Getting Into The Act

My childhood dream of becoming an actress has come true: relating to others as a chaplain is like performing improv theater, only the “audience” is participating at least as much, if not more, than I.

For instance one evening as I was walking towards one patient’s room, I heard someone just across the hall saying, “Look there goes the chaplain.” I took that as a cue to veer away from my original destination and detour towards that merry invitation. The beckoning voice was the patient Maxine’s brother, and as I walked in, Maxine looked me over with as much delight as if I had been made out of chocolate all ready to consume in bite-sized pieces. We three engaged in the sort of talk that paradoxically refers to nothing much in particular but warms people up to each other. Maxine suddenly stalled the banter with, “I want a hat. I want something around my ears.” It happened to be on the weekend when the receptionist was not on duty, and I was not sure where the donated clothes were stashed. As I stepped out to ask the aides and nurses, they did not know either. I even went over to one of the cooks, and as we were talking about the clothes, I noticed a white thin net the cook used while on her shift. Ah! There was the prop I needed. Better than returning empty handed I could improvise and bring one of those nets to Maxine. I asked the cook if there were more. Skeptical, she handed me one from a stack daintily lined up on a hook.

When I came back into the room I gambled on the patient having forgotten exactly what she had asked for since she had some dementia. Sure enough she enjoyed the attention of having me place it on her head, and her brother laughed along with me at how charming it looked.

That same day, I went to someone’s private home, expecting to see the patient Marge and her sister. Her sister had asked me to come over because  Marge did not have much longer to live. Instead, I saw an aide-turned-friend there who wanted to pour out his angst, not about being at the point of losing someone who he was so devoted to, but about the President of the United States. This was the first time I had listened to political fears as a form of spiritual distress, so like changing my direction from one “stage set” (i.e. room) to another, I had to swerve from the intimate atmosphere of a friend grieving imminent loss of another friend, to the public source of his feelings of vulnerability. This friend told me about how the President has bred in him his own fears and feelings of negativity which he has not confronted in himself before. He is worried about the resultant changes in himself and in our society. By the way, the “subscript” of this genuine alarm over politics may have been a way to hide from his sadness at the patient’s waning days. But as with improv on the stage, I went in the direction the other “actor” chose, not what I knew to be the deeper issue. Perhaps in the next “act” he will be ready to go there.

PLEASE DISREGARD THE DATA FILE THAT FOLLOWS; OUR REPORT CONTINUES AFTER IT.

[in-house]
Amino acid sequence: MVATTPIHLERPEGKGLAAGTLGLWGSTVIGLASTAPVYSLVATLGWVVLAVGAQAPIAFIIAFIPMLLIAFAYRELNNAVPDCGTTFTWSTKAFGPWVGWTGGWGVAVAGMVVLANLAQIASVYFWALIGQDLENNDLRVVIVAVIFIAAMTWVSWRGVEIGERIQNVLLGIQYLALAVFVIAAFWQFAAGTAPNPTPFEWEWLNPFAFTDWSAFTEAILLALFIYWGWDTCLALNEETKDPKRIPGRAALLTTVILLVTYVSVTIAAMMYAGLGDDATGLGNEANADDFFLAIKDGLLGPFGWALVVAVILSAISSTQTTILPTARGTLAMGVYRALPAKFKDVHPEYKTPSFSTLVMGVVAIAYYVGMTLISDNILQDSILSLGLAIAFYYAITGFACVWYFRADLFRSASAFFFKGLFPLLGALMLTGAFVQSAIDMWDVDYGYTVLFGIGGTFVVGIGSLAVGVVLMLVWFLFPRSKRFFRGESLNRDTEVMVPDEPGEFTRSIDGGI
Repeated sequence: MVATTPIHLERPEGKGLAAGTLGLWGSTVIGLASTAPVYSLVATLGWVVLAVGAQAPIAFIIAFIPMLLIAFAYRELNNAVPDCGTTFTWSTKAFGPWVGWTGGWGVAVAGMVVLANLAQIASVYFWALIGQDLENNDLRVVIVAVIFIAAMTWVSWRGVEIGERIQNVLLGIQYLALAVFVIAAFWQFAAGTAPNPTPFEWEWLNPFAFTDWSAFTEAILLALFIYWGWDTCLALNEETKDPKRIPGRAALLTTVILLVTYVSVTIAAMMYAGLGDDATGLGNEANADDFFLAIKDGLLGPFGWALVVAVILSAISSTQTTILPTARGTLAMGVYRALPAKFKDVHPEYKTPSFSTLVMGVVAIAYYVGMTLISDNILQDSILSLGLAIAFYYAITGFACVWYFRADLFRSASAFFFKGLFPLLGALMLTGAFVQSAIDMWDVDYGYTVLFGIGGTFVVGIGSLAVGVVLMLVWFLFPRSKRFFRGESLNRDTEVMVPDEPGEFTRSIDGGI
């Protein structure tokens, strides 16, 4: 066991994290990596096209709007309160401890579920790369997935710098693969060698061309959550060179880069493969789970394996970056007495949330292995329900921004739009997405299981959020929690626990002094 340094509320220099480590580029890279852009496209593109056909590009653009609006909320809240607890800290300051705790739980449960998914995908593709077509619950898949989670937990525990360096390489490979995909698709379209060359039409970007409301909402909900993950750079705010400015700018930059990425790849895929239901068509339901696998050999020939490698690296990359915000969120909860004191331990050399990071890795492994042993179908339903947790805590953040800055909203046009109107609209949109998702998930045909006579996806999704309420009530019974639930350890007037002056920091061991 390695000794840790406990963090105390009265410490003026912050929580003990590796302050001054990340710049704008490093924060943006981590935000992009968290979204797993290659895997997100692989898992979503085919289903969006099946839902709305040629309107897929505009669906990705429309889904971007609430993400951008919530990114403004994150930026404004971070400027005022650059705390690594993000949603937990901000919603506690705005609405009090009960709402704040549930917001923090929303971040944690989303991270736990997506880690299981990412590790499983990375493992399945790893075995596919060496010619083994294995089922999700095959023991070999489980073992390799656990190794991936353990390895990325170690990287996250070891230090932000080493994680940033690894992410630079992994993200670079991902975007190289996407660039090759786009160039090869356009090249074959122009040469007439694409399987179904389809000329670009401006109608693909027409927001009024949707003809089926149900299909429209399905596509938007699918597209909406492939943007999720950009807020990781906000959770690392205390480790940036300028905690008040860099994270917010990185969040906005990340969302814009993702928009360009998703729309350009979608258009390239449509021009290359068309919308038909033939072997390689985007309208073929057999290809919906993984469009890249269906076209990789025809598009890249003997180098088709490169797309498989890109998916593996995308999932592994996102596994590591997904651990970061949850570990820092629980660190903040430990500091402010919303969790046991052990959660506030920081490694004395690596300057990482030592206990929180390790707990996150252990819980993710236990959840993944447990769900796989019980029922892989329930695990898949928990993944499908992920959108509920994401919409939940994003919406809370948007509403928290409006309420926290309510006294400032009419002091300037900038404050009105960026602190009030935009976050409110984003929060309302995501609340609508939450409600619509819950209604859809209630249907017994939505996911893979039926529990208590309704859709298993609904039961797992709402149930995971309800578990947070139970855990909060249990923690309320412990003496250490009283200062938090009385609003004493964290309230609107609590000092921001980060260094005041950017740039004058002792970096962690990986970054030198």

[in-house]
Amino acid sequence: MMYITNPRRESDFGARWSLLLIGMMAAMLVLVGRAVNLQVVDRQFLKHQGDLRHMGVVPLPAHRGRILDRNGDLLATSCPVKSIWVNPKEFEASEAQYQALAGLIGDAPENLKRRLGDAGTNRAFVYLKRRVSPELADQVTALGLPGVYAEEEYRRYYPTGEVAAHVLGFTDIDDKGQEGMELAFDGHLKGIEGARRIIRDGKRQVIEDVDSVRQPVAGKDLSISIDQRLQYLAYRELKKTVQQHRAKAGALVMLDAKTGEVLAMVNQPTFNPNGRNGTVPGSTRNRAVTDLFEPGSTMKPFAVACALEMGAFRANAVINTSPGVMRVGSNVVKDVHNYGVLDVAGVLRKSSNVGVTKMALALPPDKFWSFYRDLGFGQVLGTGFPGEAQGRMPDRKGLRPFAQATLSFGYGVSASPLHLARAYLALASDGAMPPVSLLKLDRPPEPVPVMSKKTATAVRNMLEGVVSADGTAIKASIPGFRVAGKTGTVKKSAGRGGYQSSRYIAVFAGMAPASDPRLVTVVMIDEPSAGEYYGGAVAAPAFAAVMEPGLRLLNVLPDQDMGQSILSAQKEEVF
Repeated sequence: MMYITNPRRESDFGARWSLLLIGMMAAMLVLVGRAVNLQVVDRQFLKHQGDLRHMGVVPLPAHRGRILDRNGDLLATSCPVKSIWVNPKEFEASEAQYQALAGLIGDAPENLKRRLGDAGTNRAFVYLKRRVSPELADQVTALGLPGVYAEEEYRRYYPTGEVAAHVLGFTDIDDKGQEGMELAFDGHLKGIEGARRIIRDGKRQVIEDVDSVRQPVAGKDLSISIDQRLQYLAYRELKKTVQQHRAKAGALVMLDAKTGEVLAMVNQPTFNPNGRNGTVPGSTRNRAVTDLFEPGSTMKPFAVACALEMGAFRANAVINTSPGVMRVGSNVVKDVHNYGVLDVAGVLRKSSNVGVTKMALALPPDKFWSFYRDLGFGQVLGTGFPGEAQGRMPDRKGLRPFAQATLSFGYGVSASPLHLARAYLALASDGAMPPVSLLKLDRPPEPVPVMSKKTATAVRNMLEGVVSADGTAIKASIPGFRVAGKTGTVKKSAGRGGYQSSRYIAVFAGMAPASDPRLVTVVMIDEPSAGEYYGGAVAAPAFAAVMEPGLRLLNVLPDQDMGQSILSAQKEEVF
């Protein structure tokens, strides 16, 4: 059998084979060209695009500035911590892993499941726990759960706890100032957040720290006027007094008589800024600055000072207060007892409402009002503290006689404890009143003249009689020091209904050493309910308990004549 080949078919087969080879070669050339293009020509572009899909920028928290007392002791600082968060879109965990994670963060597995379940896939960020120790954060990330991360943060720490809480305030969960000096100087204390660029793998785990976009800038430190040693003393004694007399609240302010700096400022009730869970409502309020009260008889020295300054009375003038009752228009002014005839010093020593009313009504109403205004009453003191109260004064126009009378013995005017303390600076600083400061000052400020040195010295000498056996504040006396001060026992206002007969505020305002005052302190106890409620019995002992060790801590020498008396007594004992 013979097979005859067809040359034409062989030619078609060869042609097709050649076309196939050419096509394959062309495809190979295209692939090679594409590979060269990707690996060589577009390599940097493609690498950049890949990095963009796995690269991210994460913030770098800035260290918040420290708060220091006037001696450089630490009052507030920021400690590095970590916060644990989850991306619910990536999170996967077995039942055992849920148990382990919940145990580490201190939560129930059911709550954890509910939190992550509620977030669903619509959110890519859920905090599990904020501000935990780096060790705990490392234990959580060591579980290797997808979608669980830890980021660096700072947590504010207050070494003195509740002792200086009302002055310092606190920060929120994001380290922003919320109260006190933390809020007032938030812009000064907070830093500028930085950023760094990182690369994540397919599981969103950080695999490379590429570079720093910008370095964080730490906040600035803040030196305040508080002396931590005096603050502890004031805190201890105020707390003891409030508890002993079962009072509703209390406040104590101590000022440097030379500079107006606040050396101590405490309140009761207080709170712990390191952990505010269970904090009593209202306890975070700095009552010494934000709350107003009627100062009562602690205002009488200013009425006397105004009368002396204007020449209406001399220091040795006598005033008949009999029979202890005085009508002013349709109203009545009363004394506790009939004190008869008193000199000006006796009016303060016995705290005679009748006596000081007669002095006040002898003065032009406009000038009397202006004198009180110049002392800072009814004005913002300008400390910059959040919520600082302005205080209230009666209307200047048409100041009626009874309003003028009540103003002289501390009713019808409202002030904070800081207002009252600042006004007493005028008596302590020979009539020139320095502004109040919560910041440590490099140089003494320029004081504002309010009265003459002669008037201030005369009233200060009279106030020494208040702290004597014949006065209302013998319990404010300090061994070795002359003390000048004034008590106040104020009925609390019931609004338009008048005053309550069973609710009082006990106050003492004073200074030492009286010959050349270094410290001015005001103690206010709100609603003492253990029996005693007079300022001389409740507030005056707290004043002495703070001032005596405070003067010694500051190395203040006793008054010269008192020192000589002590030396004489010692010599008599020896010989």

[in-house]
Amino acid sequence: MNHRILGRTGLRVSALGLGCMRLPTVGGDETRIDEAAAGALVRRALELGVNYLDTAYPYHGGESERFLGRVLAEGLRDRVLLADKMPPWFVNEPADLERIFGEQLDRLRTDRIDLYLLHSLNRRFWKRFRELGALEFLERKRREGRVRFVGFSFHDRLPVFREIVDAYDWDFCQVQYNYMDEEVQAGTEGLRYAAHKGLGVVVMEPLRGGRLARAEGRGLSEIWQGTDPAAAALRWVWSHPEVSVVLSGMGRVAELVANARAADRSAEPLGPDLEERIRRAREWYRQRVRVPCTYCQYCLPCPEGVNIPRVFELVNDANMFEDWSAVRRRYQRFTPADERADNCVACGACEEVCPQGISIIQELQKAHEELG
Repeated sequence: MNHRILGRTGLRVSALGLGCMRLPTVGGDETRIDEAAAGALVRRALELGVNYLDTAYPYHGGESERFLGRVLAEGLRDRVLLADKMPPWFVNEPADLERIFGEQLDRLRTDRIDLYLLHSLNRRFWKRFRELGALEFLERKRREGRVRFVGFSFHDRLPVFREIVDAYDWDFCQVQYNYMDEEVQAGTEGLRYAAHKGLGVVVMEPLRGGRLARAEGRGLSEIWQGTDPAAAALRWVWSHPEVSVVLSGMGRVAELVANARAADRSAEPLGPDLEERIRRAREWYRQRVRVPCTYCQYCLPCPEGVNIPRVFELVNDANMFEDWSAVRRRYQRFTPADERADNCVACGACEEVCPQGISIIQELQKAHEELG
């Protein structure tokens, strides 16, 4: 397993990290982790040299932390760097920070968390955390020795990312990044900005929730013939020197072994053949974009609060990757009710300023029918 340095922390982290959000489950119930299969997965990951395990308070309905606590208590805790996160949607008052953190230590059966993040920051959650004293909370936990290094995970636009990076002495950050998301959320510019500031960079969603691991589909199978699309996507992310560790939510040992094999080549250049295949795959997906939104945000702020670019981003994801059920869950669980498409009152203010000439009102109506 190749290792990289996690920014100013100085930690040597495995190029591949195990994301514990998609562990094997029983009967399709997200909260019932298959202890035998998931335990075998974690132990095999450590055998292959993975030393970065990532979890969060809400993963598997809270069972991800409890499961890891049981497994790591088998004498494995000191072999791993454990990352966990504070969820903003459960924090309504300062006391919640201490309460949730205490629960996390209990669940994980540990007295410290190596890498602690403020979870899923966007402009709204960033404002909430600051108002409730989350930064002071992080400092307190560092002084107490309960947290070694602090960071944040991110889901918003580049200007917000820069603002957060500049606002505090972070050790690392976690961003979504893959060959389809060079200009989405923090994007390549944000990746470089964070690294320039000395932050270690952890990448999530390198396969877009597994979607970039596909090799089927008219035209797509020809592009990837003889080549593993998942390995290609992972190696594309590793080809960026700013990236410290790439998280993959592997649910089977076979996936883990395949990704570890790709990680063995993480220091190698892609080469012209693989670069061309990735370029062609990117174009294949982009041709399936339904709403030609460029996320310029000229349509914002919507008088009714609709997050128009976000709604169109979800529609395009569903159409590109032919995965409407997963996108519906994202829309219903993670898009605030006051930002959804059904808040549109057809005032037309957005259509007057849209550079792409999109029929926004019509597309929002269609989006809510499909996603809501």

As I understand it, the way improvisational theater works is that one actor spontaneously starts some miming action or indicates some trait in him- or herself or in the other actors. This is called an “offer”. Then the other actors build on that, and so on, back and forth among the actors or among themselves and members of the audience. On my own “stage” a lot of times I wait and see what the patient will offer as a first cue for me to react to, and then I take it from there. Coming into these unscripted situations and having clients make the first offer is the appeal as well as the challenge of being a healthcare chaplain. It also cuts to the chase for spiritual healing.

4 thoughts on “Getting Into The Act

  1. www.elmalet.co.uk says:

    You have a lot of fun in your work, Karen. Broadway next stop!

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  2. Krista Lai says:

    There is so much here- humor, compassion, psychology, improv, spirituality, politics… very befitting of the title of your blog! 🙂 As an introvert the idea of improv scares but also excites me. Putting myself in your shoes I imagine I would need to have a lot of courage to walk into an uncertain situation and wait to see what the patient “offered”… and yet I think that is the best and most compassionate way to proceed. The folks you interact through your work with must feel very blessed by your presence.

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  3. Thanks for your generous thoughts. In real life, I get a broad range of reactions to my presence, not necessarily because of who I am but because of what I represent. This could mean someone with a bad experience with religion or an assumption that I will be judging their degree of religious observance will make them feel threatened rather than blessed. In many cases, I like to think that I have at least given the patient a little respite from their gloomy situation or relief from using me as a sounding board for their spiritual distress. As for courage,not knowing in advance what a patient may say to me is what makes the job interesting and creative. Perhaps you as an artist may not know at first what a given painting will ultimately turn into as you go past the initial sketch lines. (Dear readers: Krista is the artist who designed my book cover for Curiosity Seekers)

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